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FIFA Women's World Cup

The '19ers in numbers

(FIFA.com)
Megan Rapinoe of the USA lifts the FIFA Women's World Cup Trophy 
© Getty Images
  • FIFA.com spotlights the stats behind USA’s triumphant campaign
  • Jill Ellis, Alyssa Naeher, Megan Rapinoe, Carli Lloyd and Alex Morgan star
  • Goal ratios, shutouts and a birthday feature
48

minutes is all it took Megan Rapinoe to average a goal or an assist (nine in 428 minutes) – the best ratio of any player at France 2019 to play at least 100 minutes. The adidas Golden Ball and Golden Boot winner was followed by Alex Morgan (54 minutes), Mallory Pugh (59) and Carli Lloyd (65 minutes). The best ratio from a non-American was by Brazil’s Cristiane (75 minutes).

34

years and two days was the age at which Rapinoe became the oldest markswoman in the Final of a FIFA Women’s World Cup™. She wrested that record from Carli Lloyd, who was 32 years and 354 days against Japan in the Canada 2015 decider.

26

goals is what USA scored at France 2019 – a record for a team at a Women’s World Cup. USA in 1991 and Germany in 2003 both netted 25 goals. The USWNT’s 18 goals in the group stage, and +23 goal difference, were also competition records.

13

goals without reply is what USA put past Thailand to surpass Germany’s 11-0 reverse of Argentina as the biggest victory in Women’s World Cup history. It almost doubled the USWNT’s previous personal best: 7-0 over Chinese Taipei in 1991. Alex Morgan hit five against the Thais to tie Michelle Akers’ record for goals in a Women’s World Cup game.

12

successive Women’s World Cup victories was what USA made it with a reverse of the Netherlands in the decider. The previous record for consecutive wins was the ten Norway achieved between 1991 and 1995. The US also established a new best of 17 matches unbeaten in the competition, eclipsing Germany’s 15-game run from 2003 to 2011.

9

of Jill Ellis’s players scored at the tournament – one shy of the competition record set by USA in 1999 and Germany in 2003.

7

consecutive Women’s World Cup matches involved USA scoring inside the first 12 minutes before the Netherlands shut them out until the 61st minute of the Final. The sequence began with Lloyd scoring twice inside the first 12 minutes in the 2015 Final.

Visual Story: La Grande Finale in Lyon

See also

Visual Story: La Grande Finale in Lyon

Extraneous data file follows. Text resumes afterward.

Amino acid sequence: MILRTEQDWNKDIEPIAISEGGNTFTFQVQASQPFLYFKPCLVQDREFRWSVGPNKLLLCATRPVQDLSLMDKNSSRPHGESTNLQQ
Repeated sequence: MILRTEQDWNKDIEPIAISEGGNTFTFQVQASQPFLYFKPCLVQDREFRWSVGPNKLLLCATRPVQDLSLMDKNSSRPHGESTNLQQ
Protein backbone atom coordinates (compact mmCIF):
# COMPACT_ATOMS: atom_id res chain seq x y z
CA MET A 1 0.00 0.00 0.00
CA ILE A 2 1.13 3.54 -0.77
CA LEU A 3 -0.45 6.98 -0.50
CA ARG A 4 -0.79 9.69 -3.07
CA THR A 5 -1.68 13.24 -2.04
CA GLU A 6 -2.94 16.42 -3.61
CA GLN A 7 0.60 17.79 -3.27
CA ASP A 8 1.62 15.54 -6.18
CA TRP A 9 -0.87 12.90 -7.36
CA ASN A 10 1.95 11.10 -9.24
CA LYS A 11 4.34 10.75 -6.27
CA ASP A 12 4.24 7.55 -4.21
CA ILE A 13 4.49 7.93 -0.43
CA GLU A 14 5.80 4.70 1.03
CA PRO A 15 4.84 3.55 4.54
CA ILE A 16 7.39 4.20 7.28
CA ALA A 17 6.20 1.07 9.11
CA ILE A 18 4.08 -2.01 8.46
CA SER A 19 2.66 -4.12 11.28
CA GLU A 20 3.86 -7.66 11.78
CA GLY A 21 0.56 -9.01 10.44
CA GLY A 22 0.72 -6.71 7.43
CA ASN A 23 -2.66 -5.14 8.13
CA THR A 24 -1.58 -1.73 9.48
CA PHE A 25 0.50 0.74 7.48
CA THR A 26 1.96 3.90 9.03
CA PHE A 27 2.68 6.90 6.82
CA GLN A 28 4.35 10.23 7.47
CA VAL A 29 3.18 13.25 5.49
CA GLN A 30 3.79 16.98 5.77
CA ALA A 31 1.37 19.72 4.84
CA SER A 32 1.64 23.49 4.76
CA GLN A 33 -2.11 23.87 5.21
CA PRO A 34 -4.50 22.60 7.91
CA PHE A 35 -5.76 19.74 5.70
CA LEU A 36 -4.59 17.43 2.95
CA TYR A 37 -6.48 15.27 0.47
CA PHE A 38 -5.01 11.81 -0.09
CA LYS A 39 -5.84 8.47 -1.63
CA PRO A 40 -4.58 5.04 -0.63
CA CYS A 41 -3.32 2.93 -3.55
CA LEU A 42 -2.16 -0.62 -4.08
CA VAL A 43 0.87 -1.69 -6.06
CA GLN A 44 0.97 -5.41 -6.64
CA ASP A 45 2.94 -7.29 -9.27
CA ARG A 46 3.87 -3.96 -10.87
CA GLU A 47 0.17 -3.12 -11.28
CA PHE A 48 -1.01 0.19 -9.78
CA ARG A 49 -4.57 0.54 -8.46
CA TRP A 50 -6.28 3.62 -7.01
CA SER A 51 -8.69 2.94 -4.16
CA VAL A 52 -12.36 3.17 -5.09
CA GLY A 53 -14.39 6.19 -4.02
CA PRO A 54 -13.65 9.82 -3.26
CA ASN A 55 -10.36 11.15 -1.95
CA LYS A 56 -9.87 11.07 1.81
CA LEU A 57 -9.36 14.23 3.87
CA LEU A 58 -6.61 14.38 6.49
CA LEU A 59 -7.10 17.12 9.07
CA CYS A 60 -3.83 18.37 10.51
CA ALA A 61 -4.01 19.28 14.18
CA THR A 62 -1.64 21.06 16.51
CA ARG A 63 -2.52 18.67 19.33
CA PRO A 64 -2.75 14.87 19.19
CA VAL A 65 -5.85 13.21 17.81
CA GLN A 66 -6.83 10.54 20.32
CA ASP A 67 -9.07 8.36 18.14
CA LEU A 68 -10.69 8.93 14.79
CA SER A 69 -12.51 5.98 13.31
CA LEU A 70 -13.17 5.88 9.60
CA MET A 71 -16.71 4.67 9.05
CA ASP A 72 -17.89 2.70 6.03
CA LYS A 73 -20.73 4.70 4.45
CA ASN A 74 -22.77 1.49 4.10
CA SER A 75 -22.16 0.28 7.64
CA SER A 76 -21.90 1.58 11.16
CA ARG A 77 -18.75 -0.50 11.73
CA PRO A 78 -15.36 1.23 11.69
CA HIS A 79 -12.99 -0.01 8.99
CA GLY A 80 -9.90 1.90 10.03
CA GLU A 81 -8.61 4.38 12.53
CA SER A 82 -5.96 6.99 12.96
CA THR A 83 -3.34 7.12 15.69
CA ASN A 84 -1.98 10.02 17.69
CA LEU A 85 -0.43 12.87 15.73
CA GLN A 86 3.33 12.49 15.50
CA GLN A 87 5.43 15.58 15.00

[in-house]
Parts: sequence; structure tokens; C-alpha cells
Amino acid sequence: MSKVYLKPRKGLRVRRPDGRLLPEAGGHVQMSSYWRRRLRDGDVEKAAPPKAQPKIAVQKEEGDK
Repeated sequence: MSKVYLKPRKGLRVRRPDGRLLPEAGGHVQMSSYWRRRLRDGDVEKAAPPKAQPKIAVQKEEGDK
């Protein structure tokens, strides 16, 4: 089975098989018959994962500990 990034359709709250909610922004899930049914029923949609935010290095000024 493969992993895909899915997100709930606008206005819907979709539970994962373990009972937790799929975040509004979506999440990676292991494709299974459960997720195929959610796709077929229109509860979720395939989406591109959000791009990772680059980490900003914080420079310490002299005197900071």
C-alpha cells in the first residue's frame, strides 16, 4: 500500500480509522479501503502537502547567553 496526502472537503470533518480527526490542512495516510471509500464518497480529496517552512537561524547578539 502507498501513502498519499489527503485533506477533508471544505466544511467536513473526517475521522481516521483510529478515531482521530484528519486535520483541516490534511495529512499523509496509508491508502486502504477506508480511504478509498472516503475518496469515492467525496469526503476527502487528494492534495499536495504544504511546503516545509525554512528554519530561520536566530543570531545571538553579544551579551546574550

6

straight Women’s World Cup appearances is what Lloyd became the first player to score in. Having been on target in her last four outings at Canada 2015, the 36-year-old produced goals against Thailand and Chile to outrank Birgit Prinz, who netted in five straight games for Germany in 2003.

4

Women’s World Cups is what USA became the first nation to conquer – double what nearest rivals Germany have.

3

Women’s World Cup Finals is what German Birgit Prinz was the only player to have appeared in until five Americans – namely Tobin Heath, Ali Krieger, Lloyd, Morgan and Rapinoe – joined her. Prinz and Rapinoe are the only ones to start three deciders.

2

penalties in a Women’s World Cup match is what Rapinoe became, against Spain, the second player to score. Her Round-of-16 opponent Jennifer Hermoso had become the first against South Africa in the group stage. Rapinoe then bagged a brace against France to become the first player in the tournament’s history to register multiple goals in back-to-back knockout-phase games.

2

Women’s World Cups is what Jill Ellis became the first coach to win. The 52-year-old is unbeaten in 14 games in the competition (13 wins, one draw).

0

goals is what USA, with Alyssa Naeher in goal, conceded in the group stage of a Women’s World Cup for the first time. The US managed to go the entire tournament without trailing for the third time, after doing so in 1991 and 2015.

0

players in Women’s World Cup history had netted on their birthday until Morgan celebrated turning 30 with the winner against England in the semi-finals. It made ‘Baby Horse’, who was on target against France in the last four in 2011, the third player to score in more than one semi-final after German Bettina Wiegmann and Swede Josefine Oqvist.

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